Manchester United caretaker manager Michael Carrick says he has not yet spoken to incoming interim boss Ralf Rangnick.
United confirmed the appointment of Rangnick earlier this week but the German is still to receive a work permit.
That means Carrick remains in charge for Thursday’s Premier League clash with Arsenal at Old Trafford and Rangnick is unable to offer any input.
“I haven’t got anything to update on,” said Carrick, who has overseen the two games since Ole Gunnar Solskjaer was sacked.
“The process of the work permit and visa is ongoing as we speak.
“I am in this position, as I was for Villarreal and Chelsea. I’m getting the boys ready for game tomorrow night.
“It is pretty much as it was for both games. Because of the process we haven’t been able to (speak).
“We have carried on as we have done. It has worked well for the last two games and hopefully it will tomorrow.”
Rangnick is expected to be in the stands on Thursday with the club hoping he can formally take charge ahead of Sunday’s visit of Crystal Palace.
Carrick, who served as assistant coach to Solskjaer and his predecessor Jose Mourinho, would then revert to a backroom role but the former United midfielder admits he has enjoyed his spell in the hot seat.
The 40-year-old said: “A lot has happened in the last week to 10 days. I have certainly had to adapt and take on a new challenge and different skills sets.
“I’ve enjoyed seeing how I’ve coped with that at times. You don’t know until you are in this situation.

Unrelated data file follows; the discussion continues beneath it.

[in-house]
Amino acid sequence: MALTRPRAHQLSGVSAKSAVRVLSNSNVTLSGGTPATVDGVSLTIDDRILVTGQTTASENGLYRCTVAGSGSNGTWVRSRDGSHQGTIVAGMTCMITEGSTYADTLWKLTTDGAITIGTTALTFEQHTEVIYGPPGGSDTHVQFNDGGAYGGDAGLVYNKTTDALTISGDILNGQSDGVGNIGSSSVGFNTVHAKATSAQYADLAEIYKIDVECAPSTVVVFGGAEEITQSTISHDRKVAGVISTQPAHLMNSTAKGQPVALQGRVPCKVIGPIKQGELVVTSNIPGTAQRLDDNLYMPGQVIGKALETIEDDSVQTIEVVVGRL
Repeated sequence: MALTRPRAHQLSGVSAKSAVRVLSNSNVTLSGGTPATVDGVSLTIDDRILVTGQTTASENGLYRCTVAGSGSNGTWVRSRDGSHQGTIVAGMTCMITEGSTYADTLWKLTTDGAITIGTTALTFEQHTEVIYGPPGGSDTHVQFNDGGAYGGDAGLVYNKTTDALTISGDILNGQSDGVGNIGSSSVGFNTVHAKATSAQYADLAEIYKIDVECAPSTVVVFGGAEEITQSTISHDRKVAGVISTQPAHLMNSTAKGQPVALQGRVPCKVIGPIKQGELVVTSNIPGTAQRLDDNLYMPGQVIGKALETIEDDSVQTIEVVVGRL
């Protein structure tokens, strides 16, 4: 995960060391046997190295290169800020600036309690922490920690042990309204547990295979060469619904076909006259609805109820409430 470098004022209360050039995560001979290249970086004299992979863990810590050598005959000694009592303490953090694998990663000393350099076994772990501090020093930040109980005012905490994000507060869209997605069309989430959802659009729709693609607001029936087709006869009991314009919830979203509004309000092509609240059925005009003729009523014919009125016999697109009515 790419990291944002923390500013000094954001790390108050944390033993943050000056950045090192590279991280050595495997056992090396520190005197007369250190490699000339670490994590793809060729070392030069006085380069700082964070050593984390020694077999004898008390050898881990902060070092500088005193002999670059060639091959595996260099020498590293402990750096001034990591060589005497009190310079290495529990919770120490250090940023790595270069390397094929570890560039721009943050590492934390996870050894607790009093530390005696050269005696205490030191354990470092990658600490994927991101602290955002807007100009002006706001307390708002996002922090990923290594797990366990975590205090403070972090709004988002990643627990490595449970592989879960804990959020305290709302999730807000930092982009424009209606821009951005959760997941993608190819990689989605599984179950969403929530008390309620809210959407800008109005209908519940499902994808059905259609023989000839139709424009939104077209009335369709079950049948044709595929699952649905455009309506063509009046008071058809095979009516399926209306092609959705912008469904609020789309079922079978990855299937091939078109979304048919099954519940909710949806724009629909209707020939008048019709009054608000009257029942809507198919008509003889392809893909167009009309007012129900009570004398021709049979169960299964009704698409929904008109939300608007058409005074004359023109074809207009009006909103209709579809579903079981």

“Sometimes you have to learn on the job and that has been the case but, I have to say, for the most part of it I have enjoyed it.”
One big decision Carrick took was to name five-times world player of the year Cristiano Ronaldo on the bench for last weekend’s trip to Chelsea.
It was a bold move and it paid off, to a degree, as United claimed a point against the Premier League leaders but Carrick has played down its significance.
“These type of decisions get blown up a lot bigger than they probably are,” he said at a press conference. “Decisions are made for a lot of different reasons and certain ones get bigger news than others, but that is how it was.
“I didn’t see it as being a major decision. It certainly wasn’t within the camp. We all got on really well with it. The game went well, to a certain extent, and it wasn’t a drama at all.”
Enjoy the convenience of having The Sunday Post delivered as a digital ePaper straight to your smartphone, tablet or computer.
Subscribe for only £5.49 a month and enjoy all the benefits of the printed paper as a digital replica.Subscribe